Weekend Open Thread (2011-08-19)

Here is your open thread for the weekend beginning Friday August 19th, 2011. You may post random links and off-topic discussions here. Also, if you have an idea or a topic you’d like to see covered in an article, please make it known.

Be sure to also check out the forums, and get your word in the user-driven discussions there!

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About The Tim

Tim Ellis is the founder of Seattle Bubble. His background in engineering and computer / internet technology, a fondness of data-based analysis of problems, and an addiction to spreadsheets all influence his perspective on the Seattle-area real estate market. Tim also hosts the weekly improv comedy sci-fi podcast Dispatches from the Multiverse.


  1. 1
    Cheap South says:

    One night back in 1989, I came home with my first new TV, turned it on and the first thing I saw was the news of the San Francisco earthquake during the World Series. I paid $379 for that 20″ Mitsubishi Stereo TV. I bought 2 more TVs after that, and paid the same price (no joke). In the late 90s, a 27″ and in 2004, a 32″. Yesterday I was walking in a store and saw a Samsung 32″ HDTV for $320. Even though that 1989 TV was made overseas, I just had to think about jobs, and quality of jobs. How much would a TV made in the US cost? Would we be better off? What if my daughter’s Aeropostale t-shirts she loves so much were made here?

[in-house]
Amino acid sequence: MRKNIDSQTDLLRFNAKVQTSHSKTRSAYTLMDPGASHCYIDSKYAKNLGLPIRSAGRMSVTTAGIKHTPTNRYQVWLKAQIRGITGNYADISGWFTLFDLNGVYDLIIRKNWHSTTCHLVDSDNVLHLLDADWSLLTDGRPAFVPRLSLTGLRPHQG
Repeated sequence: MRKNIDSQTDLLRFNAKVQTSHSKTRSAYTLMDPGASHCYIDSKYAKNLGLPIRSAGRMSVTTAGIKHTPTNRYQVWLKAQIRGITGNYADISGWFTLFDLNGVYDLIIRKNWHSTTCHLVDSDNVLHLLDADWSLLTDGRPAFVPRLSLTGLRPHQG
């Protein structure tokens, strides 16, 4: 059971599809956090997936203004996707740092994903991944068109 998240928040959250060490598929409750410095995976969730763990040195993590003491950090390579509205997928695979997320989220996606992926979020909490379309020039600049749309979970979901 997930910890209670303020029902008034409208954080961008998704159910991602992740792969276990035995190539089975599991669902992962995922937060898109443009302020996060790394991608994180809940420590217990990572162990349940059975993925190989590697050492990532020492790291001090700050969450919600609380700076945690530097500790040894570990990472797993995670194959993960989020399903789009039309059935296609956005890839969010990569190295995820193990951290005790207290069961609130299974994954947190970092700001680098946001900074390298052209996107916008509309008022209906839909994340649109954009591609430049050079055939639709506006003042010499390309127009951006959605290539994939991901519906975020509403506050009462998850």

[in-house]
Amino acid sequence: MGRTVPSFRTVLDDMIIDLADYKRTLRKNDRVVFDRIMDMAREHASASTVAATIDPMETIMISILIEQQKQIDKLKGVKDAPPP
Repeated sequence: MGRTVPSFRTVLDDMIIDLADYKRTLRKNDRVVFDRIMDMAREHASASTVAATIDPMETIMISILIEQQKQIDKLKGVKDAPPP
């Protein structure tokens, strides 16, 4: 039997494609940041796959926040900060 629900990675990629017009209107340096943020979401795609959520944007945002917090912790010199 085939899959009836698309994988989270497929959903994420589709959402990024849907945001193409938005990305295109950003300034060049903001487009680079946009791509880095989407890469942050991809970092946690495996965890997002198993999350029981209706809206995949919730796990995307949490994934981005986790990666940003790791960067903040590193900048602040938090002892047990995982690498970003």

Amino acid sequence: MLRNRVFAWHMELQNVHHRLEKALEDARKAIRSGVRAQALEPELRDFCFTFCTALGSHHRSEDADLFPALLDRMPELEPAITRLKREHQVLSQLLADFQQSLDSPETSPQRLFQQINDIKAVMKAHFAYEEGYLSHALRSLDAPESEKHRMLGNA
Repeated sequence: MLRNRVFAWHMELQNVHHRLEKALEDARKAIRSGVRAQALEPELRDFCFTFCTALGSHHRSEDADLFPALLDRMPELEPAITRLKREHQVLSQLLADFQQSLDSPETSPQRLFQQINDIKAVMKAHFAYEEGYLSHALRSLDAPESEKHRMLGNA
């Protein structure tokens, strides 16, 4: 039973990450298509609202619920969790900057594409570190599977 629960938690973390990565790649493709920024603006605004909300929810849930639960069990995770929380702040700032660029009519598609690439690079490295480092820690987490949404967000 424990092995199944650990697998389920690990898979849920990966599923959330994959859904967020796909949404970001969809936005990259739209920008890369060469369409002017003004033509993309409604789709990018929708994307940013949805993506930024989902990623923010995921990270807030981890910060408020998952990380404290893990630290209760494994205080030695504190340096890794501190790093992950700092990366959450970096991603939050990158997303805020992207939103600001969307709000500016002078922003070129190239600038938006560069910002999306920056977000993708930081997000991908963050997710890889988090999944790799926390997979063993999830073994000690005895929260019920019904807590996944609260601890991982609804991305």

Medicaid cuts and state assistance cuts for the elderly in my neck of the woods have caused over 350 layoffs at my wife’s company (in the last 2 days). It was a close call.

    This morning news reported WalMart sales are down. But Dollar Tree are up. WalMart is becoming too expensive.

  2. 2

    Yun is back to proving himself an idiot.

    Realtors Chief Economist Lawrence Yun continued to blame what he called lenders’ over tightening of standards in reaction to the overly loose lending that fed the recent bubble.

    “Affordability conditions this year have been the most favorable on record dating back to 1970, but many buyers are being held back because banks are offering financing to only the most highly qualified borrowers, ignoring a large share of otherwise creditworthy buyers,” he said in the report. “


    Credit is not too tight, nor can it even be described as tight. Apparently Yun doesn’t know about the FHA. Maybe a loan originator can correct me if I’m wrong, but I think the current FHA standards are 96.5% financing with anything over a 580 credit score, and 90% financing with over a 500 credit score.

  3. 3
    Blurtman says:

    RE: Cheap South @ 1 – Assume you live on a farming collective where the sole income of everyone is derived from selling the produce that you grow. The collective’s sole income comes from members of the collective purchasing its own produce. Next door is a farm that you can buy produce from at less than your cost of growing it. Soon, everyone in the collective begins buying the produce grown next door. What happens?

  4. 4